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Transforming the Chemistry of the Universe

Why Real Change Can Happen Only Through Torah

1 hr 14 min

Class Summary:

Reb Yosef (a Talmudic sage) told his family to prepare a feast for the day of Shavous. "If not for this day, how many Yosef's are there in the market?!" Meaning that if not for the day the Torah was given, he would be just another “Joe” in the street.

The question arises, what does it have to do with the day? It is because of the Torah, not the day? Also, why from all of the Talmudic sages was it only Reb Yosef who felt this way about Torah? These and many other questions challenge us to delve more deeply into his words.

The name "Yosef" means to add. Something was added to the world as a result of the giving of the Torah. But was this just a set of laws and perspectives introduces into the world? No, said Reb Yosef. The actual chemistry of the world was changed on the day the Torah was given.

The class, a text-based shuir in Likkutei Sichos vol. 16 Parshas Yisro, explores the impact of Torah and Mitzvos on the human being and the cosmos.

Please leave your comment below!

  • RYJ

    Rabbi YY Jacobson -8 years ago

    I found the letter. Here it is. Especially the PS at the end of the letter.

    By the Grace of G-d
    Rosh Chodesh Sivan, 5733
    Brooklyn, N.Y.
    Greeting and Blessing:
    I was pleased to receive, first the telephone message and subsequently the personal regards through our distinguished mutual friend as well as your generous tzedakah contribution which was further enhanced by the spirit in which it was given. For, as is well known, the feelings that accompany tzedakah contributions are an essential part of the mitzvah, as is greatly emphasized by our Sages of blessed memory.
    Inasmuch as "the reward of a mitzvah is the mitzvah itself," any commendation I can convey to you would be insignificant by comparison with the real reward of the mitzvah and the personal satisfaction that it gives the doer of it, in the knowledge of doing something which pleases G-d and which therefore creates a close bond with Him. However, since your participation in our vital work gives me much spiritual gratification, I will express my personal appreciation by sharing with you a timely thought, which was stimulated by your good deed, all the more so that it came in these auspicious days connected with the Festival of Mattan Torah. I will only add the prayerful wish that it be the forerunner of further and greater things, in accordance with the teaching of our Sages that "one mitzvah brings another mitzvah in its train," from which it is clear that the greater the mitzvah done, greater in both quantity and quality, the greater is the mitzvah it brings. And there is no greater mitzvah than to promote the Torah education and Torah life of Jewish children, children in the plain sense and "children" in knowledge of Torah and practice of mitzvos.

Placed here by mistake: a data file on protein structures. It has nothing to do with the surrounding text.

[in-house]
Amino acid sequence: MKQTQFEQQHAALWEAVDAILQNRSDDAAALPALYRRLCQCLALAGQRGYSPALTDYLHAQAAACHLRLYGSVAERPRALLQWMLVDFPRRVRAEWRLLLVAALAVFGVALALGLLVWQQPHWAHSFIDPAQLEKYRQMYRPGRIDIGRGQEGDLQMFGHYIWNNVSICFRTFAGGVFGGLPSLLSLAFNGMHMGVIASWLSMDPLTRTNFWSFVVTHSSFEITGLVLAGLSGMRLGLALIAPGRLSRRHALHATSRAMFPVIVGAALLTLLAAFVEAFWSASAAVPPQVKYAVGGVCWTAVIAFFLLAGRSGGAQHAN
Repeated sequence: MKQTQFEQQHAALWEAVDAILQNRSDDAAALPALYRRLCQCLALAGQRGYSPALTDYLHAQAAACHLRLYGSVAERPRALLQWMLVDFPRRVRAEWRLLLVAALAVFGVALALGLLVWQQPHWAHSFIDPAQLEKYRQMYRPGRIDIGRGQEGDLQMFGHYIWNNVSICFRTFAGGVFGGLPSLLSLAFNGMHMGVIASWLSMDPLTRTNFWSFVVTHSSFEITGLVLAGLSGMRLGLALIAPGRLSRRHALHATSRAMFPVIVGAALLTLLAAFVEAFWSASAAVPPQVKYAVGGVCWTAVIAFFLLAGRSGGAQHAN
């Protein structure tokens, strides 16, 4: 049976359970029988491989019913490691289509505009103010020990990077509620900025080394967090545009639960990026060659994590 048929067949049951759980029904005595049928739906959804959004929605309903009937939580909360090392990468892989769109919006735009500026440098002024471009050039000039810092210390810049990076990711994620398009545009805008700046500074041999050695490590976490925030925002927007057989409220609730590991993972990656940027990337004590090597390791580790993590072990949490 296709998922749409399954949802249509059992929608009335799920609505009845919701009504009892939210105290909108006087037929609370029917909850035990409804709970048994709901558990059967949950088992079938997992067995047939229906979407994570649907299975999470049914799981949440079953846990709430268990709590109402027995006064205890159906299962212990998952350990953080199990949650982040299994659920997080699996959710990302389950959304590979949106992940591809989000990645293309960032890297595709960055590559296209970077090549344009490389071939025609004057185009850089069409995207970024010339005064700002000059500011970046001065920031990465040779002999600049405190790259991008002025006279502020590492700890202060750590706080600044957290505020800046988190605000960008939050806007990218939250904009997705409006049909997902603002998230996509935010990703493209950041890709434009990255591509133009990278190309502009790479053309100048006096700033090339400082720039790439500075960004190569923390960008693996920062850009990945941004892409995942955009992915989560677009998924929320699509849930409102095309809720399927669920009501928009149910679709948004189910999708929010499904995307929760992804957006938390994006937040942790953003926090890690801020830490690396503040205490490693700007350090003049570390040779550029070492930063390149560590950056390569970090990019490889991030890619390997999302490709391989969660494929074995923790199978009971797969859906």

The thought I wish to share with you is one of the Chasidic doctrines relating to the content of the Festival of Mattan Torah. And while the subject borders on the mystical, it is, like all matters of Torah, basically of practical relevance to the daily life in this world of action, where the essential thing is the actual deed.
    The subject concerns the following question: In light of the fact, as our Sages tell us, that the Torah had already been known and studied for many generations prior to mattan Torah at Sinai, and that, indeed, our Patriarchs Avrohom, Yitzchok and Yaakov conducted a Yeshivah where the Torah was studied, a Yesivah that was maintained even through the period of bondage in Egypt, what was the basic purpose of mattan Torah at Sinai and why was it only with the receiving of the Torah at Sinai that our people became a unique and holy nation among all the nations of the world?
    Addressing himself to this question, the Alter Rebbe, the founder of Chabad, and his successors after him, gives us the following explanation:
    The study of the Torah and its infinite wisdom (being derived from the Infinite), however ardently and diligently it be studied, and not merely in the abstract, but with commitment to its values and tenets, will give the student profound concepts and insights into the greatness of G-d and His creation, but the effects of such Torah study may nevertheless be confined, basically, to the spiritual realm and spiritual life of the Torah student. In other words, it did not per se transform the material aspects of the person's daily life, his eating and drinking and other mundane activities, to make them part of the realm of holiness.
    Furthermore, while it is to be expected that under the influence of dedicated Torah study, a person would be moved to give expression to his deeper awareness of G-d and of the majesty of His creation and consequently, by way of example, give tzedakah to a poor man out of a deeper sense of affinity with G-d's creatures - nevertheless, such resulting deeds may still remain within the experience of the neshomo, while the body remains body, or as our Sages expressed it on a higher level: "The heavenly beings do not descend to earth and the earthly beings so not ascend to heaven."